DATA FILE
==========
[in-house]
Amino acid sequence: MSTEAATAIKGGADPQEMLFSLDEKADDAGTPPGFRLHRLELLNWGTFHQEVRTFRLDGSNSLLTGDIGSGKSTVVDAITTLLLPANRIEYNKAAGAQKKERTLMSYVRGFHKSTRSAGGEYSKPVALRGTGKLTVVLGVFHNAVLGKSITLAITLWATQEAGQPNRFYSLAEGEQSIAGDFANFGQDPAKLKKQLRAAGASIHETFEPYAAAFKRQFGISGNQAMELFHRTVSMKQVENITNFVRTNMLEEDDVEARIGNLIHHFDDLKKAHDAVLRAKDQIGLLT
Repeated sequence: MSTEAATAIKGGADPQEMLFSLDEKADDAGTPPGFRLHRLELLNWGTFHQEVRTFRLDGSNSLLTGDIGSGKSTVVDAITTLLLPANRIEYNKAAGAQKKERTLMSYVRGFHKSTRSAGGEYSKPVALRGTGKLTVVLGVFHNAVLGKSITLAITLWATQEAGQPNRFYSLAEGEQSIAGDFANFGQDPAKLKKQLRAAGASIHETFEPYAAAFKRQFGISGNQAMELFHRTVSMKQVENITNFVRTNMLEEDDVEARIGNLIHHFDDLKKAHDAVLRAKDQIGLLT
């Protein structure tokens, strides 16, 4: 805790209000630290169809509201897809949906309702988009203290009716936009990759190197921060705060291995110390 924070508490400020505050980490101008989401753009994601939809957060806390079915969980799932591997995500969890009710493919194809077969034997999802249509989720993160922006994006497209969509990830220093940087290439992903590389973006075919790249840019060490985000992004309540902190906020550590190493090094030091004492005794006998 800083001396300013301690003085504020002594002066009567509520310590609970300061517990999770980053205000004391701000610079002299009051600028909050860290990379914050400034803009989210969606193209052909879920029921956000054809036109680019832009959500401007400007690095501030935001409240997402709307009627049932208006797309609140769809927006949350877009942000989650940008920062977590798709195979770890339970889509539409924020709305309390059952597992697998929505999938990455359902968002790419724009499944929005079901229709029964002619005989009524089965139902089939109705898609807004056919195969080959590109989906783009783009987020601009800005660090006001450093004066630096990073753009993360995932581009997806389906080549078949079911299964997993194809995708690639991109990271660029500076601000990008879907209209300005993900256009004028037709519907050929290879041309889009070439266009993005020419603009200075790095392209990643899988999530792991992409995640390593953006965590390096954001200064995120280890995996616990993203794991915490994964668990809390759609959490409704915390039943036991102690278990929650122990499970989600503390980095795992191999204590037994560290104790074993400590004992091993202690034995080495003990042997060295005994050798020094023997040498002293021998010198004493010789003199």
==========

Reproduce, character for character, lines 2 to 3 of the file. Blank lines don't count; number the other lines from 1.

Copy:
Amino acid sequence: MSTEAATAIKGGADPQEMLFSLDEKADDAGTPPGFRLHRLELLNWGTFHQEVRTFRLDGSNSLLTGDIGSGKSTVVDAITTLLLPANRIEYNKAAGAQKKERTLMSYVRGFHKSTRSAGGEYSKPVALRGTGKLTVVLGVFHNAVLGKSITLAITLWATQEAGQPNRFYSLAEGEQSIAGDFANFGQDPAKLKKQLRAAGASIHETFEPYAAAFKRQFGISGNQAMELFHRTVSMKQVENITNFVRTNMLEEDDVEARIGNLIHHFDDLKKAHDAVLRAKDQIGLLT
Repeated sequence: MSTEAATAIKGGADPQEMLFSLDEKADDAGTPPGFRLHRLELLNWGTFHQEVRTFRLDGSNSLLTGDIGSGKSTVVDAITTLLLPANRIEYNKAAGAQKKERTLMSYVRGFHKSTRSAGGEYSKPVALRGTGKLTVVLGVFHNAVLGKSITLAITLWATQEAGQPNRFYSLAEGEQSIAGDFANFGQDPAKLKKQLRAAGASIHETFEPYAAAFKRQFGISGNQAMELFHRTVSMKQVENITNFVRTNMLEEDDVEARIGNLIHHFDDLKKAHDAVLRAKDQIGLLT